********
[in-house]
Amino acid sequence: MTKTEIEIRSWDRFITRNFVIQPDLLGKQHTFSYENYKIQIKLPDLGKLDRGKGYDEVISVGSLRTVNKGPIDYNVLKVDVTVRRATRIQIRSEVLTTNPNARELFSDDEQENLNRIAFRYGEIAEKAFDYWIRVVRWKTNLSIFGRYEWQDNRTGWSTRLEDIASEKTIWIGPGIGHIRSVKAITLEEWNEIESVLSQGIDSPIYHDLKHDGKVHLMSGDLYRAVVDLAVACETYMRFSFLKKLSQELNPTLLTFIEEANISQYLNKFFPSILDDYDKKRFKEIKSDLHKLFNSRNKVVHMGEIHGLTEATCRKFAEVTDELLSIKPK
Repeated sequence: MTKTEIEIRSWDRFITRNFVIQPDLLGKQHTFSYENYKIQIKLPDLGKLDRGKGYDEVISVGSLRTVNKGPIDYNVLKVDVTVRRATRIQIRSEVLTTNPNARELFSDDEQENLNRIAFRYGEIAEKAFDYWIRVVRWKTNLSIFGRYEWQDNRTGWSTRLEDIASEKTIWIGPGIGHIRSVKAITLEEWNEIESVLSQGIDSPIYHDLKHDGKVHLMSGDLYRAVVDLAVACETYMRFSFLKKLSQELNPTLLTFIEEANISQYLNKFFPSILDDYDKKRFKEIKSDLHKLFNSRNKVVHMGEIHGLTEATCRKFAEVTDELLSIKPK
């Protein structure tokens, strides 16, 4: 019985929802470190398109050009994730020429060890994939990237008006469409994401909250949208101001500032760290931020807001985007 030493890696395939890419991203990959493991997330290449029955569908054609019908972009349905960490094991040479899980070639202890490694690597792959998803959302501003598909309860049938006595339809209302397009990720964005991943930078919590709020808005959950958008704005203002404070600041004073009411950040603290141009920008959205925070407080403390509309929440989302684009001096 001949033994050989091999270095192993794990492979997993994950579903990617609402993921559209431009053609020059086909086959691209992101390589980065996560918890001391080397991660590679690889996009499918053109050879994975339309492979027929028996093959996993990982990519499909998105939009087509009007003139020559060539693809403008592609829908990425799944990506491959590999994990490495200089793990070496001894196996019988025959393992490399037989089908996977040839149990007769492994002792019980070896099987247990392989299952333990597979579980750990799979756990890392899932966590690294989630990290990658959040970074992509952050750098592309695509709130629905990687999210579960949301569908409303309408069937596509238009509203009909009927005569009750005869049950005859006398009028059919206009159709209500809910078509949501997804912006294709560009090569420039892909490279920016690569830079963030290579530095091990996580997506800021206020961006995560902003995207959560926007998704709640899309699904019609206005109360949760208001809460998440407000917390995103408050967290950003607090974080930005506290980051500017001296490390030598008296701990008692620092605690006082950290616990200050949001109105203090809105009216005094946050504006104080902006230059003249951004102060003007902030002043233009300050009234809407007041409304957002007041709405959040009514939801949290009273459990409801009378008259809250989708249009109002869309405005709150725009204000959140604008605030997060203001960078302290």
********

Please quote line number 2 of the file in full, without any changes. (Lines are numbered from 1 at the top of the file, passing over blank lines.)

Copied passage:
Amino acid sequence: MTKTEIEIRSWDRFITRNFVIQPDLLGKQHTFSYENYKIQIKLPDLGKLDRGKGYDEVISVGSLRTVNKGPIDYNVLKVDVTVRRATRIQIRSEVLTTNPNARELFSDDEQENLNRIAFRYGEIAEKAFDYWIRVVRWKTNLSIFGRYEWQDNRTGWSTRLEDIASEKTIWIGPGIGHIRSVKAITLEEWNEIESVLSQGIDSPIYHDLKHDGKVHLMSGDLYRAVVDLAVACETYMRFSFLKKLSQELNPTLLTFIEEANISQYLNKFFPSILDDYDKKRFKEIKSDLHKLFNSRNKVVHMGEIHGLTEATCRKFAEVTDELLSIKPK